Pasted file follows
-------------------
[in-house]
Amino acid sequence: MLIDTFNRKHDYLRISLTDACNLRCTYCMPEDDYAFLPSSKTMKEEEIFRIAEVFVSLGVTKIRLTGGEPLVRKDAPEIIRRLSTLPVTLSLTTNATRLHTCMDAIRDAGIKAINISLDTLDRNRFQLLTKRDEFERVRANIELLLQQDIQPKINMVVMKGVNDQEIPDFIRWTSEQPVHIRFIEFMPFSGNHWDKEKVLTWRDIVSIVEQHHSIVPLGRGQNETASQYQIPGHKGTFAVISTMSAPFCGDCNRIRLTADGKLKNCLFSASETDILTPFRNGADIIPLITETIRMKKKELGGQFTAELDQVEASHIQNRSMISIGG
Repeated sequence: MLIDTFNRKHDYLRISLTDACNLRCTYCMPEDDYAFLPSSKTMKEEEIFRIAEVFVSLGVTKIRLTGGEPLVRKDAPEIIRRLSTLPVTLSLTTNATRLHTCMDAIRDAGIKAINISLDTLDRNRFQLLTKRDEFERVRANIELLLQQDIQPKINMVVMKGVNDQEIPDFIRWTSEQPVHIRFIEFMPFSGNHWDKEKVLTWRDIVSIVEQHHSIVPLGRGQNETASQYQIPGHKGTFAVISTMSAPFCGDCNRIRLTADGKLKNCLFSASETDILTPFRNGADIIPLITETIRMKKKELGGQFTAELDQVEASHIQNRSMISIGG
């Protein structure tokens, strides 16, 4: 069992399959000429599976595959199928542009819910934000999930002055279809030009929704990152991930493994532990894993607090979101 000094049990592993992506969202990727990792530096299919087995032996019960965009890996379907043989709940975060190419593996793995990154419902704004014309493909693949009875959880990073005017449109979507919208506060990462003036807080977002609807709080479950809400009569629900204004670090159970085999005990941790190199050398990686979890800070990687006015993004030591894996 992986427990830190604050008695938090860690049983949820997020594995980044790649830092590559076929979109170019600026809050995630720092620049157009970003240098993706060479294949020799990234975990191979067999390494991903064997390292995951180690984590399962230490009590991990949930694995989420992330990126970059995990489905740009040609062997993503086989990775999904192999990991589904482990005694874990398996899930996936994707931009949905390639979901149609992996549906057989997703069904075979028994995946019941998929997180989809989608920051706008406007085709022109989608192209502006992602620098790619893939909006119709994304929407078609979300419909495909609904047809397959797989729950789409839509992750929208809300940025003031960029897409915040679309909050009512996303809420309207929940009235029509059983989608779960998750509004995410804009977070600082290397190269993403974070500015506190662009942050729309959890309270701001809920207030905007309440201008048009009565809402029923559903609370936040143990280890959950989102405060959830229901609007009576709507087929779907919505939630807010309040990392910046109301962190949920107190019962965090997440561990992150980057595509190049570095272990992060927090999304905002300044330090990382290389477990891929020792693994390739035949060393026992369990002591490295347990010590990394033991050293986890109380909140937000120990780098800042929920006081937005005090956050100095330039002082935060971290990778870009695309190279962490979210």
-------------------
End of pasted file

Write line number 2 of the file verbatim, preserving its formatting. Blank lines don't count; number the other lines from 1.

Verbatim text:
Amino acid sequence: MLIDTFNRKHDYLRISLTDACNLRCTYCMPEDDYAFLPSSKTMKEEEIFRIAEVFVSLGVTKIRLTGGEPLVRKDAPEIIRRLSTLPVTLSLTTNATRLHTCMDAIRDAGIKAINISLDTLDRNRFQLLTKRDEFERVRANIELLLQQDIQPKINMVVMKGVNDQEIPDFIRWTSEQPVHIRFIEFMPFSGNHWDKEKVLTWRDIVSIVEQHHSIVPLGRGQNETASQYQIPGHKGTFAVISTMSAPFCGDCNRIRLTADGKLKNCLFSASETDILTPFRNGADIIPLITETIRMKKKELGGQFTAELDQVEASHIQNRSMISIGG